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In the days when Tom Waddell lay dying of AIDS, a friend asked Jessica, his daughter, who is almost four, what she would like to do when she grows up, and Jessica, who is very blonde and very beautiful, widened her blue eyes and said, "Everything."
She is truly Tom Waddell's daughter. He did everything.
He lived only 49 years, but his life was an adventure that led him from Paterson, N.J., to Addis Ababa and Odessa, to Bora Bora and Jedda, an adventure that filled him with wonderment and excitement, with incredible pleasure and occasional pain. Self-pity was not in him. Thirty-six hours before he died, he folded his hands on his lap and said, as he had said so many times before, "Well, this should be interesting."
He never spoke again.
Waddell was an extraordinary athlete. He was a college football player, a gymnast and, above all, a decathlete gifted enough to make the U.S. Olympic team at the age of 30 and to finish sixth in the 1968 Games in Mexico City, behind only one other American, the gold medalist Bill Toomey.
He was also a paratrooper in the U.S. Army and a physician specializing, ironically, in infectious diseases—at one time the ship's doctor on a Scripps Institution of Oceanography expedition to the South Pacific, at another the personal physician to the brother of the king of Saudi Arabia.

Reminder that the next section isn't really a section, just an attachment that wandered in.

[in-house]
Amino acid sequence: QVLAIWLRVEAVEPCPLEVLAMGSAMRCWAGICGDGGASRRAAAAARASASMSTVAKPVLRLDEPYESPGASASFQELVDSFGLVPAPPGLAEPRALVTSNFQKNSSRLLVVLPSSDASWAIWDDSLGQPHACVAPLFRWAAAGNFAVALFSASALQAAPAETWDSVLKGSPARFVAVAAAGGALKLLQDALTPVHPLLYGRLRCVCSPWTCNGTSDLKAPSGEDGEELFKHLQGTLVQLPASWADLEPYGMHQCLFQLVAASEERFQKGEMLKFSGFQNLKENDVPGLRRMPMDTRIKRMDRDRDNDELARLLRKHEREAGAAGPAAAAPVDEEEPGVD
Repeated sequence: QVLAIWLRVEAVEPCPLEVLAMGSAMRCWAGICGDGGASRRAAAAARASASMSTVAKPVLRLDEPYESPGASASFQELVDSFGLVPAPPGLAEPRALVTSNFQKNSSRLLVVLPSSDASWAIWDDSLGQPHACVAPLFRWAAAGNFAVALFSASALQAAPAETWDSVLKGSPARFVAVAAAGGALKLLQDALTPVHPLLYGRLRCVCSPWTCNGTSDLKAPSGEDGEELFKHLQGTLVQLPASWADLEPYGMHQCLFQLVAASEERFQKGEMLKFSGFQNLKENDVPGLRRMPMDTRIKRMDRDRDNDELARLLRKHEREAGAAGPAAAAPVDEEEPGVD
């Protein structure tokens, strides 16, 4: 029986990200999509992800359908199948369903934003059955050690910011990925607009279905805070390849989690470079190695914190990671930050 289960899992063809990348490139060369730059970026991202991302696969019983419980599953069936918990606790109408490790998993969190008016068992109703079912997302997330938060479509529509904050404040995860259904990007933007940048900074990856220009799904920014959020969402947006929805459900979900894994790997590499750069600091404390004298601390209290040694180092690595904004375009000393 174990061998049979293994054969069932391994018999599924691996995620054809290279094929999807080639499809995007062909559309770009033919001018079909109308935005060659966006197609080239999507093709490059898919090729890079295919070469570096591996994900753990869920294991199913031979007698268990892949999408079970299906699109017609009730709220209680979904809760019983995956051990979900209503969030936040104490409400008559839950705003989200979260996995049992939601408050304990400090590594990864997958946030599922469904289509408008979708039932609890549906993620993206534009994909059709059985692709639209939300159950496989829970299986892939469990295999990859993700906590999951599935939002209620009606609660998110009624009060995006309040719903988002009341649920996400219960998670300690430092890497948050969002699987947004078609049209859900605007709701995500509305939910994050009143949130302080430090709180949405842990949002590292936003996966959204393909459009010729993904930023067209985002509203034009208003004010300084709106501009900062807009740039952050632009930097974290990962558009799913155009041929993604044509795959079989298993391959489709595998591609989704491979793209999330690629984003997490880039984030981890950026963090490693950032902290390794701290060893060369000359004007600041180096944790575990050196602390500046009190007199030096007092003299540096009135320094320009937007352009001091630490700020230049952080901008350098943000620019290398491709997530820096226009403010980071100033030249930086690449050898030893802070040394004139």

"Many days, after I was long gone and tired, the macho Olympic champion," Toomey said of their track and field tours together in Africa and South America, "Tom would go to a local hospital and work all night on patients with tropical diseases."
His acquaintances ranged from Adnan Khashoggi, the billionaire Saudi businessman—"Adnan," Waddell once said, aboard Khashoggi's private jet, "at the risk of offending you, I'd like to talk to you about your weight"—to Alan Cranston, the senator from California, a track and field buff, who was the last person to talk to Tom on the telephone before he slipped into his final coma.
They had met when Waddell was a decathlete. In 1984, when Cranston withdrew from the presidential race, he flew from New Hampshire to California, then thanked his supporters in a speech that he delivered in Waddell's cavernous San Francisco home, originally a German-American social and athletic hall and more recently the site of concerts and readings that Tom presented for his friends.
In 1982, Waddell conceived and organized his most ambitious project, the Gay Olympic Games, an athletic festival dedicated, but not restricted, to homosexuals, an event designed to foster both gay pride and the Olympic ideal: "To educate people through sport in a spirit of better understanding...."